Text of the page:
In an article referring to a study published in the New England Journal of Medicine (2009;360:2079-89) that looked at the effect of combination therapy versus monotherapy in the treatment of bronchiolitis, the ACEP News article “Combo Regimen Slashed Bronchiolitis Burden” (July 2009, p. 6) failed to mention that, when adjusted for multiple comparisons, the study results failed to meet statistical significance. From the PubMed abstract: “In the unadjusted analysis, only the infants in the epinephrine-dexamethasone group were significantly less likely than those in the placebo group to be admitted by day 7 (relative risk, 0.65; 95% confidence interval, 0.45-0.95, P = .02). However, with adjustment for multiple comparisons, this result was rendered insignificant (P = .07).”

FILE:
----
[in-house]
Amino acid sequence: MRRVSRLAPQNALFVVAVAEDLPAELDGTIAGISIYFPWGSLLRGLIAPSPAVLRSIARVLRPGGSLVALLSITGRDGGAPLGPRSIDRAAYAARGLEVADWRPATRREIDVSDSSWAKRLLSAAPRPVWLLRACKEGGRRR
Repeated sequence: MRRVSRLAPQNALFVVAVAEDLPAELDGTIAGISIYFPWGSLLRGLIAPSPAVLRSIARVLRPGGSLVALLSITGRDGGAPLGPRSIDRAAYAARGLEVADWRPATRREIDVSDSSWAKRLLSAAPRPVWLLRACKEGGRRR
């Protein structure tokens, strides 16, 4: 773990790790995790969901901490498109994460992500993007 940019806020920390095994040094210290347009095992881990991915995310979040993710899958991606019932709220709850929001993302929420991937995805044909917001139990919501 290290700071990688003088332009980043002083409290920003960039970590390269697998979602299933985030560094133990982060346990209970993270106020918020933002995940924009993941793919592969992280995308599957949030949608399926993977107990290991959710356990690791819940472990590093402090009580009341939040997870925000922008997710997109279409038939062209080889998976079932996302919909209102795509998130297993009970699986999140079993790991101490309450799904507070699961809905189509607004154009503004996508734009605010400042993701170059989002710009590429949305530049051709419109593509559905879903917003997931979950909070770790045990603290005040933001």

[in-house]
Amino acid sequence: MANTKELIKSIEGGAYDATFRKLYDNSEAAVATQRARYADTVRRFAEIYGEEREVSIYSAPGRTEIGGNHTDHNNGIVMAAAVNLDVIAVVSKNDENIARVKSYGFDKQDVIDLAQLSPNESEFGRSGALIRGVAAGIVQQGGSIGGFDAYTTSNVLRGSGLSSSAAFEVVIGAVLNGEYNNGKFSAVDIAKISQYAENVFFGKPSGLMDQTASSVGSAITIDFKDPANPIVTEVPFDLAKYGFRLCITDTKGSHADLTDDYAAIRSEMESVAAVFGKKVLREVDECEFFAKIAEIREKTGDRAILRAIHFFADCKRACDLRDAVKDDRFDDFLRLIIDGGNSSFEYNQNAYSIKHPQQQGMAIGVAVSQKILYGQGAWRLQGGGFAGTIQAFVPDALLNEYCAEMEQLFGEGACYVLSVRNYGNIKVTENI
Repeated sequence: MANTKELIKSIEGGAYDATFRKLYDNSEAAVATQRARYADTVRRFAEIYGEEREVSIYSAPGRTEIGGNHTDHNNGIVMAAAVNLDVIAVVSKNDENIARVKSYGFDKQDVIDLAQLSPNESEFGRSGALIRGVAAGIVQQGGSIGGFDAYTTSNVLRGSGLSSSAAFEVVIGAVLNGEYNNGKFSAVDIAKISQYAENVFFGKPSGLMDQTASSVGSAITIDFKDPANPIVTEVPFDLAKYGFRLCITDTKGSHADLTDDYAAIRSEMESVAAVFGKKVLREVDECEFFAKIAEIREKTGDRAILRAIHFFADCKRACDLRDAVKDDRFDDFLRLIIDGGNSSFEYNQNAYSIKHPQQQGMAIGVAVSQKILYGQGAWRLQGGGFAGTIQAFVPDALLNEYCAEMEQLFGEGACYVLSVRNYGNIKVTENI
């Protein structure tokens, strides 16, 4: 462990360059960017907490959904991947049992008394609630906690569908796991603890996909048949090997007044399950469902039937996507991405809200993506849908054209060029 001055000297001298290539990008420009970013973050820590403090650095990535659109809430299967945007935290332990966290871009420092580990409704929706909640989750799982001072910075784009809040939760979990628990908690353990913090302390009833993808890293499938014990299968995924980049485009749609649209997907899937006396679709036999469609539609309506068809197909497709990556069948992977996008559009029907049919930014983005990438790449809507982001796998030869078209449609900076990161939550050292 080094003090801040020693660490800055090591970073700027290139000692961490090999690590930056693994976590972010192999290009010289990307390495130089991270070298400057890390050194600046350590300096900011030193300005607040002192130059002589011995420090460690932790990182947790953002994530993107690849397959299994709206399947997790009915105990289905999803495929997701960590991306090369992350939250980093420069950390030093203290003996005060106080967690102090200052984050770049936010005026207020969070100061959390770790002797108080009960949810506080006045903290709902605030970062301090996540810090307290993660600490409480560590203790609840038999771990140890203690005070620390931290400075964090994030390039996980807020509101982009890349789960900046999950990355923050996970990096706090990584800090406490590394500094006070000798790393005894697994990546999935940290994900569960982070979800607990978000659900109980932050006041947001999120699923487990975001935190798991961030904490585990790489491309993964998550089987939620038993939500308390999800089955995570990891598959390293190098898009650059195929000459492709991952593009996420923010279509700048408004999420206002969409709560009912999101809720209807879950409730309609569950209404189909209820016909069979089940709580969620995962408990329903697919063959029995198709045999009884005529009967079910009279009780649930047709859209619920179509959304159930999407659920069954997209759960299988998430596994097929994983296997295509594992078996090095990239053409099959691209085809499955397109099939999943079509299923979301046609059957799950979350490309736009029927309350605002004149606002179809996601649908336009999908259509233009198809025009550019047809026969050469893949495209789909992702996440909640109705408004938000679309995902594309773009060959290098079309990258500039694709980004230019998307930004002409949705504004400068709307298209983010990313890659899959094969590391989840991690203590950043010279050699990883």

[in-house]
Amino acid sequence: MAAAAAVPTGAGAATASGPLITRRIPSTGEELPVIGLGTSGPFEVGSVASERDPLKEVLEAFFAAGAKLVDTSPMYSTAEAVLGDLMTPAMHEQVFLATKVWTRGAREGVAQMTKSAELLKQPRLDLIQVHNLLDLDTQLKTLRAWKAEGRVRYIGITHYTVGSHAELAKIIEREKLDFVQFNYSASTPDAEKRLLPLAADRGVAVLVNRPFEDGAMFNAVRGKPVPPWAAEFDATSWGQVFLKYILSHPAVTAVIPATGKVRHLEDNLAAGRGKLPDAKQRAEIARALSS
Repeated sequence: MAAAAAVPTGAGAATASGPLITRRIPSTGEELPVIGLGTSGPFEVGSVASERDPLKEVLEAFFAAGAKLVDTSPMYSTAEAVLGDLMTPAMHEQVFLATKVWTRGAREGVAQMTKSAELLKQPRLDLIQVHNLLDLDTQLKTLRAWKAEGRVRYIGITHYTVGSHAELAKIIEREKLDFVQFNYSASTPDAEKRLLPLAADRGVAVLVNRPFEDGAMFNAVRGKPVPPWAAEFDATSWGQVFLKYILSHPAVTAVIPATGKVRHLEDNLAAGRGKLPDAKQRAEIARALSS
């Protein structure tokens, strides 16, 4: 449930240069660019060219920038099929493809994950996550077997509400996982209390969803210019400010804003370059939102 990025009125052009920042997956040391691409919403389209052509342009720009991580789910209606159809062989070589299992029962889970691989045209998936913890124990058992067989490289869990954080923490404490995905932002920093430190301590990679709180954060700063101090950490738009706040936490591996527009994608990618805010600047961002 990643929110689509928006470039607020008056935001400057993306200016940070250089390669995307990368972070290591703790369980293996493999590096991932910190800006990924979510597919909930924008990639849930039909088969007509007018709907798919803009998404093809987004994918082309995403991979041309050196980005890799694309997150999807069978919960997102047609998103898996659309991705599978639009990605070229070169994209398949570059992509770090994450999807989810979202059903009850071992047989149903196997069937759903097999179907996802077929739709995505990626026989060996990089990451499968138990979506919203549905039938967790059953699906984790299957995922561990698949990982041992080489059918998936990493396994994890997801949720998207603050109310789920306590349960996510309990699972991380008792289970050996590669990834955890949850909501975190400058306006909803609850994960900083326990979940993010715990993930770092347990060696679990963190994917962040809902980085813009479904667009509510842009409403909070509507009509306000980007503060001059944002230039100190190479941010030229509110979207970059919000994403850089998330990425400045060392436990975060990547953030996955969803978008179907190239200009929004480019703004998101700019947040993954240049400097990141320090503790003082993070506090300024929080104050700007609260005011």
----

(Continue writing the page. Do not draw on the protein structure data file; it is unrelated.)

Explore This IssueACEP News: Vol 28 – No 10 – October 2009
Unless readers also are familiar with the New England Journal of Medicine article, they would be misled into believing that combination therapy provided a statistically significant benefit (it did not, at least not in this study).
Michael J. Verive, M.D.
Editor’s reply: Our summary of the study in question included some of the caveats listed by the authors, but it is true that the fact mentioned by Dr. Verive was omitted. Mea culpa.